The Posthotel uses historic European style to create a spa with modern swagger.

► Population: 1,995 • Location: 2.25 hours from Seattle

Pedestrian tourists clog the streets, cars puttering past them in search of parking for the festival that’s whipped the mountain town of Leavenworth into an oompah-music frenzy. Can you guess the season in Washington’s fake Bavaria, when the line for a München Haus bratwurst reaches epic lengths? Trick question! So goes just about every weekend here, thanks to more than two dozen annual large festivals and countless small ones.

Not that there’s anything wrong with that; when the municipality embraced a sidewalks-to-shutters salute to the European Alps in the 1960s, Leavenworth was reborn as a novelty decked in wood chalets and edelweiss murals. The onetime timber hub, hugged by mountains and bisected by the Wenatchee River, found a sustainable future in tourism. Every fall, its downtown blocks fill with beer tents, steins, and lederhosen in a massive Oktoberfest (leavenworthoktoberfest.com). Someone’s always at your elbow, but they’re probably offering a toast.

That’s what makes the new Posthotel (posthotelleavenworth.com) such a stark contrast to the rest of town. Modeled after the rejuvenating spa hotels of the Alps, it emits peace, quiet, and exclusivity. Though located downtown and on the edge of the park that fronts the Wenatchee River, it remains its own impenetrable castle, right down to the locked glass front doors with a buzzer. No non-guests can wander through this hotel lobby, which makes sense because many who overnight here walk about and eat lunch in a bathrobe.

Minors are a no-go at the Posthotel, even as overnight guests in the 55 rooms, not that tots would particularly appreciate the gleaming white decor and hand-carved marble bathtubs. And while a hyper preteen could easily turn the sprawling “wellness area” into a water park, it’s decidedly cannonball-free acreage. Based on the principles espoused by nineteenth-century naturopathic priest Sebastian Kneipp, the water features are carefully calibrated for alternating dips in hot and cold. Tiny foot pools lined with river rocks deliver a jolt of reflexology as you move ankle-deep between various temperatures. A large, warm saltwater pool stretches from indoors to out, while smaller cold ones offer the chance for a swift dunk.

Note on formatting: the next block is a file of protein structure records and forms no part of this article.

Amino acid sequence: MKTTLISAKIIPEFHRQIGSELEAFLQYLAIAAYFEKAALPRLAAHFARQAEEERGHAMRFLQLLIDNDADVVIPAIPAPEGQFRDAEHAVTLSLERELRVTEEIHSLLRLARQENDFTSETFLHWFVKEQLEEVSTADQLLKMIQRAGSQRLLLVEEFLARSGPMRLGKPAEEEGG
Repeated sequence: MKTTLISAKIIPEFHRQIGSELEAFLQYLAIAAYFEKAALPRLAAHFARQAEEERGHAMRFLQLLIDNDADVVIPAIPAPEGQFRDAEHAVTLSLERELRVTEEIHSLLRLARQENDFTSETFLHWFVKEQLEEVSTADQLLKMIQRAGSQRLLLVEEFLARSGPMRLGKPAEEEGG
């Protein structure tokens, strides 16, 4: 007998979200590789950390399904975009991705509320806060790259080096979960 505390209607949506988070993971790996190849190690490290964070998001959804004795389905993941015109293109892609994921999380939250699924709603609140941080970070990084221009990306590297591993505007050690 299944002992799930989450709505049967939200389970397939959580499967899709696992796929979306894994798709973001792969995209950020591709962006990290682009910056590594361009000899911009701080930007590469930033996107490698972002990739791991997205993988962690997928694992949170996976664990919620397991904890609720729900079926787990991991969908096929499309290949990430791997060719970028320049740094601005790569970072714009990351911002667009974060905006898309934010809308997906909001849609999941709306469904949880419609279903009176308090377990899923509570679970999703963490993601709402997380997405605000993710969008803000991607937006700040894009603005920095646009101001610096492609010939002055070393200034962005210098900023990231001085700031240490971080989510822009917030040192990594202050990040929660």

One of Posthotel's many pools.

There’s probably no better collection of saunas and steam rooms in the Pacific Northwest, or possibly any closer than the actual luxury spas of the Swiss Alps. Each of the three dry rooms has a distinct character: One trimmed with local pine is set about 130 degrees, while another, shaped like a beehive out of alder, is nearer 150. Steam rooms drip with the delicate aroma of eucalyptus or lavender. The soaking paradise is available only to guests and, on certain weekdays, users who purchase a $60 day pass and a luxe spa treatment—like a honey and beeswax massage or machine-aided HydraFacial.

Service at the Posthotel can be brusque; order a Diet Coke at lunch and expect a clipped “We don’t serve that here.” Day pass users get no lockers and so must haul their belongings around the spa in a wicker bag. The property was named for the post hotels that dot Europe, often the first lodging built in any town and the repository for locals’ mail. The horn hanging over Posthotel’s front desk is an authentic relic of those high-Alps villages, one mail carriers blew on the road to announce their right of way on old dirt thoroughfares. Exclusivity, it seems, is a post hotel tradition.

Across downtown, the new Tumwater Bakery (tumwaterbakery.com), open since January, has quickly become a living room–like oasis for locals among the crowds. The draw: pizzas, scones, and the kind of bread loaves you want to house in one sitting. Leavenworth’s party spirit will always be one of its biggest attractions, but it harbors more quiet pockets of indulgence than ever.


The People's Hotel

See the silver-coiffed woman walking a bright-eyed Icelandic Shepherd named Roki through Leavenworth? Maybe grabbing breakfast at O’Grady’s Pantry and Mercantile on the grounds of Sleeping Lady Mountain Resort (sleepinglady.com), or popping out of a chamber music performance at the barnlike Snowy Owl Theater at Icicle Creek Center for the Arts (icicle.org)? Though she blends in as just another Leavenworth local living the good life, Harriet Bullitt is Seattle famous (her mother founded broadcaster KING), and she celebrated her 95th birthday this year by giving her hotel to the town, sort of.

On January 1 of 2019, the philanthropist transferred ownership of the 58-room Sleeping Lady, which she started in 1995, to the Icicle Fund, the nonprofit she launched three years later and headquartered next door. The group supports area arts, culture, and environmental causes, granting money for river conservation east of town and canoes for Wenatchee youth. Profits from the woodsy resort will flow into the Fund’s coffers and, thanks to Bullitt, not every luxe accommodation in Leavenworth is walled off.

Show Comments